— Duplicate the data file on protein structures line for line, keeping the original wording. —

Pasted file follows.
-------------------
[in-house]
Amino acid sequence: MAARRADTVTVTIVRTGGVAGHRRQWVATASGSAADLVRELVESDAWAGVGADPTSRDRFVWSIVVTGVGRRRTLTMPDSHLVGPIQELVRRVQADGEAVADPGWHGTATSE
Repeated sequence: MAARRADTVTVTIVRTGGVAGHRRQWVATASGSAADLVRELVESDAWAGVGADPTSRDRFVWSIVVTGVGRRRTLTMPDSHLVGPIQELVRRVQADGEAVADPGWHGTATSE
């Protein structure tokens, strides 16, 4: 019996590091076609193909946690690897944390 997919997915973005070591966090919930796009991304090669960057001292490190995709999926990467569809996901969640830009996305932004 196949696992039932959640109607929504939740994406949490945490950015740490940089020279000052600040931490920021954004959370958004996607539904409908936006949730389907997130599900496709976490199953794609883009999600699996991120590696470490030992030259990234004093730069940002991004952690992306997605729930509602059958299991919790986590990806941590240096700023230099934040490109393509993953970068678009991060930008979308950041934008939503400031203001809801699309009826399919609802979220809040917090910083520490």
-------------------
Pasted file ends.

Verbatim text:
[in-house]
Amino acid sequence: MAARRADTVTVTIVRTGGVAGHRRQWVATASGSAADLVRELVESDAWAGVGADPTSRDRFVWSIVVTGVGRRRTLTMPDSHLVGPIQELVRRVQADGEAVADPGWHGTATSE
Repeated sequence: MAARRADTVTVTIVRTGGVAGHRRQWVATASGSAADLVRELVESDAWAGVGADPTSRDRFVWSIVVTGVGRRRTLTMPDSHLVGPIQELVRRVQADGEAVADPGWHGTATSE
């Protein structure tokens, strides 16, 4: 019996590091076609193909946690690897944390 997919997915973005070591966090919930796009991304090669960057001292490190995709999926990467569809996901969640830009996305932004 196949696992039932959640109607929504939740994406949490945490950015740490940089020279000052600040931490920021954004959370958004996607539904409908936006949730389907997130599900496709976490199953794609883009999600699996991120590696470490030992030259990234004093730069940002991004952690992306997605729930509602059958299991919790986590990806941590240096700023230099934040490109393509993953970068678009991060930008979308950041934008939503400031203001809801699309009826399919609802979220809040917090910083520490």